The numbers are the problem for Associate Professor of Social Work Carrie Pettus at Florida State University.
More than 12,000 people are released from state and federal prisons each week, and 77% of formerly incarcerated individuals return to prison within five years.
“If you can imagine going to a doctor and they say here’s this medical intervention that works 23 percent of the time, would we continue to use that intervention? No,” Pettus said.
Family cohesion and regular religious attendance play a critical role in positive mental health outcomes for Asian Americans, according to new research from Florida State University.
Amy L. Ai, a professor in the College of Social Work, led an interdisciplinary team that found family cohesion reduced the incidence of anxiety disorders among Asian Americans while regular religious attendance lowered their rate of substance use disorder. Family conflict increased instances of both substance use disorder and depression.
It is a common experience for young adults to struggle when they get to college. These struggles are often compounded for students who lack a support system, particularly first-generation students and children who become independent early in adulthood due to experiences in foster care or the child welfare system.
Dr. Yaacov Petscher, an FSU College of Social Work faculty member, was promoted this year to full professor. He reached this academic achievement through a unique and personal scholastic journey, one directed by his guiding principles – intellectual curiosity and humility.
After graduating with her MSW in 1996 and her Ph.D. in 2006 from the Florida State University College of Social Work, Dr. Lisa Johnson returned in 2018 as an Assistant Teaching Professor and co-Program Coordinator for the College of Social Work at FSU Panama City. In addition, she served as the area coordinator and faculty field liaison for the online MSW program. She returned to the College of Social Work in Tallahassee in 2020 as a Visiting Teaching Professor where she taught courses remotely due to the Pandemic.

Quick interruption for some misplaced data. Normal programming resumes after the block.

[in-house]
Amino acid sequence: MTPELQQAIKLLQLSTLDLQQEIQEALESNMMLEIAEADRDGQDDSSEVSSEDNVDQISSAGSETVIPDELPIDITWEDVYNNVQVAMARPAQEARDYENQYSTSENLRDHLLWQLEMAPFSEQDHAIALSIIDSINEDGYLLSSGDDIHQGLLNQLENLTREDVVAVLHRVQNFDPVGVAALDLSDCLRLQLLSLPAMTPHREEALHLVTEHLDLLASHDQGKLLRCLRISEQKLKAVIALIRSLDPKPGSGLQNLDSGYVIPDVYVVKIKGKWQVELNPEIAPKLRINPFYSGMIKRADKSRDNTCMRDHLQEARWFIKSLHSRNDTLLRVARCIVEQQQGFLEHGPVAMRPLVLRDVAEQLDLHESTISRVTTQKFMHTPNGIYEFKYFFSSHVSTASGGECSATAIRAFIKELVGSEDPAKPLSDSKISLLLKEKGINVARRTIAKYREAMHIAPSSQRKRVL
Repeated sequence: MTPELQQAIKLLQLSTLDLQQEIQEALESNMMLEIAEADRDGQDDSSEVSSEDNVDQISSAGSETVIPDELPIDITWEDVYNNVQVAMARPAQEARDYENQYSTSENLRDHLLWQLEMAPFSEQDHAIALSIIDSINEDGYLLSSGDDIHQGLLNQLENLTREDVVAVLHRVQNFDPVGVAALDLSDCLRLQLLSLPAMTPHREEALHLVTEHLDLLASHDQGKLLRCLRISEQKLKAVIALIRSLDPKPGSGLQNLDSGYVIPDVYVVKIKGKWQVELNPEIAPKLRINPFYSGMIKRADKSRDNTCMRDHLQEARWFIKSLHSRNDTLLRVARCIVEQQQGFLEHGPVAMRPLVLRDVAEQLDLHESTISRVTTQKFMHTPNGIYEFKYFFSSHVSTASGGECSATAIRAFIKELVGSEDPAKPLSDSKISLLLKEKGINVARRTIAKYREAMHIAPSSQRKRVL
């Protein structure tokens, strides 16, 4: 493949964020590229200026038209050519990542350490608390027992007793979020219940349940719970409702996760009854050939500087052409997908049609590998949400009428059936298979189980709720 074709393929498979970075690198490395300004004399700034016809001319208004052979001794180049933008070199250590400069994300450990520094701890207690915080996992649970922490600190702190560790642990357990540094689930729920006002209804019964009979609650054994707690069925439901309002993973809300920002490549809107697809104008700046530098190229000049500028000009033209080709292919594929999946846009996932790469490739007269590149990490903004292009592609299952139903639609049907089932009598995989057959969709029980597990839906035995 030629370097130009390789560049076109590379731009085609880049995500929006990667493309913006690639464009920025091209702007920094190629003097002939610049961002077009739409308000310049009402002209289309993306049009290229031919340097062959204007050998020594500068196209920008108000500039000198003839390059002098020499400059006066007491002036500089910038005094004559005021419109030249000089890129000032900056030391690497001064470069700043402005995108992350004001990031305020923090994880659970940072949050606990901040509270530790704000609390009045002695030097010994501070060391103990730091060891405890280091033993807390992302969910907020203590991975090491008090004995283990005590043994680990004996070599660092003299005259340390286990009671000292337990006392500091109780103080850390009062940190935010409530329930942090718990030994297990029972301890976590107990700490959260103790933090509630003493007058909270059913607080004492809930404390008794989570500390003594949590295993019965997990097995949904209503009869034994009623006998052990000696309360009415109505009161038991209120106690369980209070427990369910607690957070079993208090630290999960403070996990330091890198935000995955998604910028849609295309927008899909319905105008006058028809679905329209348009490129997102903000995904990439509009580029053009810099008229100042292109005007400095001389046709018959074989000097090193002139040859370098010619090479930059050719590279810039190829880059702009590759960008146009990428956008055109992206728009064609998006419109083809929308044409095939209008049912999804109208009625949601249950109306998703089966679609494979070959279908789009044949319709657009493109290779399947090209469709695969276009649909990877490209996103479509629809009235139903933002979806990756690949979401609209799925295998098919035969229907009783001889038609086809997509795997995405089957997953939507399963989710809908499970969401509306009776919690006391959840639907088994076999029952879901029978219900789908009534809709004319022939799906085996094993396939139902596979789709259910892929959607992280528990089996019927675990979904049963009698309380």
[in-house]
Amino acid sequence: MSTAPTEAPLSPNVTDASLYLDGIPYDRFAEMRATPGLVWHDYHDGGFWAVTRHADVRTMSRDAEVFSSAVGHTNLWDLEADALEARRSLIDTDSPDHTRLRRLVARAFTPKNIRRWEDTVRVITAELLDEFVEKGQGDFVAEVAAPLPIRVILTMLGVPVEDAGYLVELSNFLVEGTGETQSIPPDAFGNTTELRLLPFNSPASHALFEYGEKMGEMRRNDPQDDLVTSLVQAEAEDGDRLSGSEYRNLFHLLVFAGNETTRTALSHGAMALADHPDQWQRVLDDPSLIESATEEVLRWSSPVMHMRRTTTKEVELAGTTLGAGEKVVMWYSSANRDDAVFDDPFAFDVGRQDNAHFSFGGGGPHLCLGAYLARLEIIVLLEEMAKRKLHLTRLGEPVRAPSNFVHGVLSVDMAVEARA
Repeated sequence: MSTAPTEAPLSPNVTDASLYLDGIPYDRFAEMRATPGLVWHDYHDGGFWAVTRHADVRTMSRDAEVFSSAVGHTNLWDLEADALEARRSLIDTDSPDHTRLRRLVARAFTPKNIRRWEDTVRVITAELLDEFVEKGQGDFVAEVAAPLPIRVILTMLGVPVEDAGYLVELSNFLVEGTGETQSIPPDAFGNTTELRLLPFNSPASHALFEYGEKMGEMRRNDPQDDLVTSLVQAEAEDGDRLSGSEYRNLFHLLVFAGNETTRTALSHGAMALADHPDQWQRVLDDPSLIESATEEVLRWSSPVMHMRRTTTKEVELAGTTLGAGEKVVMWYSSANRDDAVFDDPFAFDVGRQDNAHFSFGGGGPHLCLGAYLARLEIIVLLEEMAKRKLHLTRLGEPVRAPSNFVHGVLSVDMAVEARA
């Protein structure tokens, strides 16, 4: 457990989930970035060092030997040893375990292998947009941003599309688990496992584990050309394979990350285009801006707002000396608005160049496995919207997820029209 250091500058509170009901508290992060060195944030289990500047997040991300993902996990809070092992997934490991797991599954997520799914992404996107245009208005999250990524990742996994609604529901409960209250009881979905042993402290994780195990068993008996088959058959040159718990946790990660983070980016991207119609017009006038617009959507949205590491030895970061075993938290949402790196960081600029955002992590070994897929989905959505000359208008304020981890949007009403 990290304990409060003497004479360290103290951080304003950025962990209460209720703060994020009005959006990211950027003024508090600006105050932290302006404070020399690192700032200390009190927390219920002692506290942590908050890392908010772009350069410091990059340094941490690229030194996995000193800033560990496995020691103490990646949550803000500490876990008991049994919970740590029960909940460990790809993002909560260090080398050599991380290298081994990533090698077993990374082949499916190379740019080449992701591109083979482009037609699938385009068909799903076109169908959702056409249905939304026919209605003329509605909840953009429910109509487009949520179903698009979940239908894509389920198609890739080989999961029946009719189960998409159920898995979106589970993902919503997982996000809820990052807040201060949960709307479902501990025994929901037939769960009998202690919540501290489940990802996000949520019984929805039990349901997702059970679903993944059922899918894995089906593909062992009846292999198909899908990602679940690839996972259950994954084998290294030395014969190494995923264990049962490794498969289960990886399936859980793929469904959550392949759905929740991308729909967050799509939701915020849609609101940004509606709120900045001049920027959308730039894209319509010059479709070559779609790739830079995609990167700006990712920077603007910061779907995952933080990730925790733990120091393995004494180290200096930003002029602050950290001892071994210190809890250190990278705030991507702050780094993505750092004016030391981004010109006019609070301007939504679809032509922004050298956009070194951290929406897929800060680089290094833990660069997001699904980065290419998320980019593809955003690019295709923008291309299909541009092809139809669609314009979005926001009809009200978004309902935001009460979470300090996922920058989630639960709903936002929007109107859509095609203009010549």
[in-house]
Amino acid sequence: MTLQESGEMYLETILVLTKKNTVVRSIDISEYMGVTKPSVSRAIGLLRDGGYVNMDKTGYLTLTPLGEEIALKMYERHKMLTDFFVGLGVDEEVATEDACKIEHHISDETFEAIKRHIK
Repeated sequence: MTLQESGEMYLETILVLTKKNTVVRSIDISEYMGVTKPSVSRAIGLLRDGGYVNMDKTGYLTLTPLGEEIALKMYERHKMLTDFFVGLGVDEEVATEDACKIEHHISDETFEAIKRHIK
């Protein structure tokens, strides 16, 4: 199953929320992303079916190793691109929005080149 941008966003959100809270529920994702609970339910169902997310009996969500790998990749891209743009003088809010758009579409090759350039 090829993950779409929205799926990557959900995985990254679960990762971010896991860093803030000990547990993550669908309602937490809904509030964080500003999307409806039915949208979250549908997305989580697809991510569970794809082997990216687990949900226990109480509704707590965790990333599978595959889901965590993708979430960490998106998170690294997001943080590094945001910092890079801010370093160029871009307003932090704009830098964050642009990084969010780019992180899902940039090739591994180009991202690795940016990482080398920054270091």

“The Uncanny Chronicles,” a comic book focused on the realities of dyslexia will soon be available nationwide as a graphic novel thanks to an agreement between Florida State University and Ventris Learning.
“The Uncanny Chronicles” is an eight-issue comic book series created by faculty from the Florida Center for Reading Research and the FSU College of Social Work. The story follows Kayla, a young reader who confronts issues related to reading difficulties and illustrates how she interacts with the world and how the world interacts with her.